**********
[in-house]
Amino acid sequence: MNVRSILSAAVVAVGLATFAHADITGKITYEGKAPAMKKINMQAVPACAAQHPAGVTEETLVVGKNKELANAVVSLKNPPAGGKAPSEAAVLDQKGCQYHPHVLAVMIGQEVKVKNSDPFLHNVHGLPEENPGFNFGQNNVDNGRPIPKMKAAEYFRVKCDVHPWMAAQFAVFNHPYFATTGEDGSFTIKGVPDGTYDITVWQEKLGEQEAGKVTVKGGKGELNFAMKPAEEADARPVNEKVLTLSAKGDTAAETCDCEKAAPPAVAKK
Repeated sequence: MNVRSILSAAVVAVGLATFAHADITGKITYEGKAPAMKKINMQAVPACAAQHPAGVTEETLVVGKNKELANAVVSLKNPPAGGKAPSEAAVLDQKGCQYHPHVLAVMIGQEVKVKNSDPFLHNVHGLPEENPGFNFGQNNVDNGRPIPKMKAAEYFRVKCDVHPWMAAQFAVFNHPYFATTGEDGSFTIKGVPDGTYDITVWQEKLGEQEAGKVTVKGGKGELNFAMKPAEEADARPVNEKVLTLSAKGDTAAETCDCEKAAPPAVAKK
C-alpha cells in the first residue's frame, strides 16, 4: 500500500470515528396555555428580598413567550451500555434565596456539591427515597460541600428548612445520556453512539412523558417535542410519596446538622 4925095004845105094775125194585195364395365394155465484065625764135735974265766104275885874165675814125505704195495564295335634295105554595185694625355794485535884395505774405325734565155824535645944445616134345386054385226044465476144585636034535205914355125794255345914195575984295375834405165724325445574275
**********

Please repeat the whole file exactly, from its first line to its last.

[in-house]
Amino acid sequence: MNVRSILSAAVVAVGLATFAHADITGKITYEGKAPAMKKINMQAVPACAAQHPAGVTEETLVVGKNKELANAVVSLKNPPAGGKAPSEAAVLDQKGCQYHPHVLAVMIGQEVKVKNSDPFLHNVHGLPEENPGFNFGQNNVDNGRPIPKMKAAEYFRVKCDVHPWMAAQFAVFNHPYFATTGEDGSFTIKGVPDGTYDITVWQEKLGEQEAGKVTVKGGKGELNFAMKPAEEADARPVNEKVLTLSAKGDTAAETCDCEKAAPPAVAKK
Repeated sequence: MNVRSILSAAVVAVGLATFAHADITGKITYEGKAPAMKKINMQAVPACAAQHPAGVTEETLVVGKNKELANAVVSLKNPPAGGKAPSEAAVLDQKGCQYHPHVLAVMIGQEVKVKNSDPFLHNVHGLPEENPGFNFGQNNVDNGRPIPKMKAAEYFRVKCDVHPWMAAQFAVFNHPYFATTGEDGSFTIKGVPDGTYDITVWQEKLGEQEAGKVTVKGGKGELNFAMKPAEEADARPVNEKVLTLSAKGDTAAETCDCEKAAPPAVAKK
C-alpha cells in the first residue's frame, strides 16, 4: 500500500470515528396555555428580598413567550451500555434565596456539591427515597460541600428548612445520556453512539412523558417535542410519596446538622 4925095004845105094775125194585195364395365394155465484065625764135735974265766104275885874165675814125505704195495564295335634295105554595185694625355794485535884395505774405325734565155824535645944445616134345386054385226044465476144585636034535205914355125794255345914195575984295375834405165724325445574275